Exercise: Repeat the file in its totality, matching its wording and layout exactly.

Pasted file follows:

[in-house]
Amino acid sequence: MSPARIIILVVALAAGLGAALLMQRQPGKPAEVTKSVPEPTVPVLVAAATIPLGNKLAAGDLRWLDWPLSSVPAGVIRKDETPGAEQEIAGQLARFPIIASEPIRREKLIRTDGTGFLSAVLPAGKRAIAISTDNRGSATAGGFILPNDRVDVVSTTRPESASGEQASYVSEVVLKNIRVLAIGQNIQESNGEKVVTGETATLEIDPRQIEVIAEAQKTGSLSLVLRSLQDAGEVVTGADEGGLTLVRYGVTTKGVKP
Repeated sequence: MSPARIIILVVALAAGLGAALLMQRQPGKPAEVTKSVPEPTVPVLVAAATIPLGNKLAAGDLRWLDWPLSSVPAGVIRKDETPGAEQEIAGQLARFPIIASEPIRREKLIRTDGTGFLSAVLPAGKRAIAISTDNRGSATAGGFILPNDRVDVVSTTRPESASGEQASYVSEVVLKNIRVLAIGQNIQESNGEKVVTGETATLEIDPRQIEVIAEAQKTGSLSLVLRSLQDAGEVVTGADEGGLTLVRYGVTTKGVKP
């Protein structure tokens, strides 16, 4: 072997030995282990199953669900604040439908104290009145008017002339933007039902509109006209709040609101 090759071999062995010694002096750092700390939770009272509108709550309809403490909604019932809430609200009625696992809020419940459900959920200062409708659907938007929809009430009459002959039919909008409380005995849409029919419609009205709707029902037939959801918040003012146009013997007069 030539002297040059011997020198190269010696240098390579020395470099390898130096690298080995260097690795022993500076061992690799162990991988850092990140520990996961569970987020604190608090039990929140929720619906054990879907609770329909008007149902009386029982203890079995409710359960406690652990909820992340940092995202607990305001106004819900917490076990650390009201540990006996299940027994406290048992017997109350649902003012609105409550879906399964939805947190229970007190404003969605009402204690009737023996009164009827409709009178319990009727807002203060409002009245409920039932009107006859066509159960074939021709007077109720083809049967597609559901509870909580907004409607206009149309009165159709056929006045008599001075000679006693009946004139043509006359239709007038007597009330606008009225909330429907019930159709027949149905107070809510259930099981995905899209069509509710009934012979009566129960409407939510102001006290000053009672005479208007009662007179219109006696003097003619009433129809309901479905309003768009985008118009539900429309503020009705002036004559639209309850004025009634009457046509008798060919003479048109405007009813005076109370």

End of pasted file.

[in-house]
Amino acid sequence: MSPARIIILVVALAAGLGAALLMQRQPGKPAEVTKSVPEPTVPVLVAAATIPLGNKLAAGDLRWLDWPLSSVPAGVIRKDETPGAEQEIAGQLARFPIIASEPIRREKLIRTDGTGFLSAVLPAGKRAIAISTDNRGSATAGGFILPNDRVDVVSTTRPESASGEQASYVSEVVLKNIRVLAIGQNIQESNGEKVVTGETATLEIDPRQIEVIAEAQKTGSLSLVLRSLQDAGEVVTGADEGGLTLVRYGVTTKGVKP
Repeated sequence: MSPARIIILVVALAAGLGAALLMQRQPGKPAEVTKSVPEPTVPVLVAAATIPLGNKLAAGDLRWLDWPLSSVPAGVIRKDETPGAEQEIAGQLARFPIIASEPIRREKLIRTDGTGFLSAVLPAGKRAIAISTDNRGSATAGGFILPNDRVDVVSTTRPESASGEQASYVSEVVLKNIRVLAIGQNIQESNGEKVVTGETATLEIDPRQIEVIAEAQKTGSLSLVLRSLQDAGEVVTGADEGGLTLVRYGVTTKGVKP
């Protein structure tokens, strides 16, 4: 072997030995282990199953669900604040439908104290009145008017002339933007039902509109006209709040609101 090759071999062995010694002096750092700390939770009272509108709550309809403490909604019932809430609200009625696992809020419940459900959920200062409708659907938007929809009430009459002959039919909008409380005995849409029919419609009205709707029902037939959801918040003012146009013997007069 030539002297040059011997020198190269010696240098390579020395470099390898130096690298080995260097690795022993500076061992690799162990991988850092990140520990996961569970987020604190608090039990929140929720619906054990879907609770329909008007149902009386029982203890079995409710359960406690652990909820992340940092995202607990305001106004819900917490076990650390009201540990006996299940027994406290048992017997109350649902003012609105409550879906399964939805947190229970007190404003969605009402204690009737023996009164009827409709009178319990009727807002203060409002009245409920039932009107006859066509159960074939021709007077109720083809049967597609559901509870909580907004409607206009149309009165159709056929006045008599001075000679006693009946004139043509006359239709007038007597009330606008009225909330429907019930159709027949149905107070809510259930099981995905899209069509509710009934012979009566129960409407939510102001006290000053009672005479208007009662007179219109006696003097003619009433129809309901479905309003768009985008118009539900429309503020009705002036004559639209309850004025009634009457046509008798060919003479048109405007009813005076109370």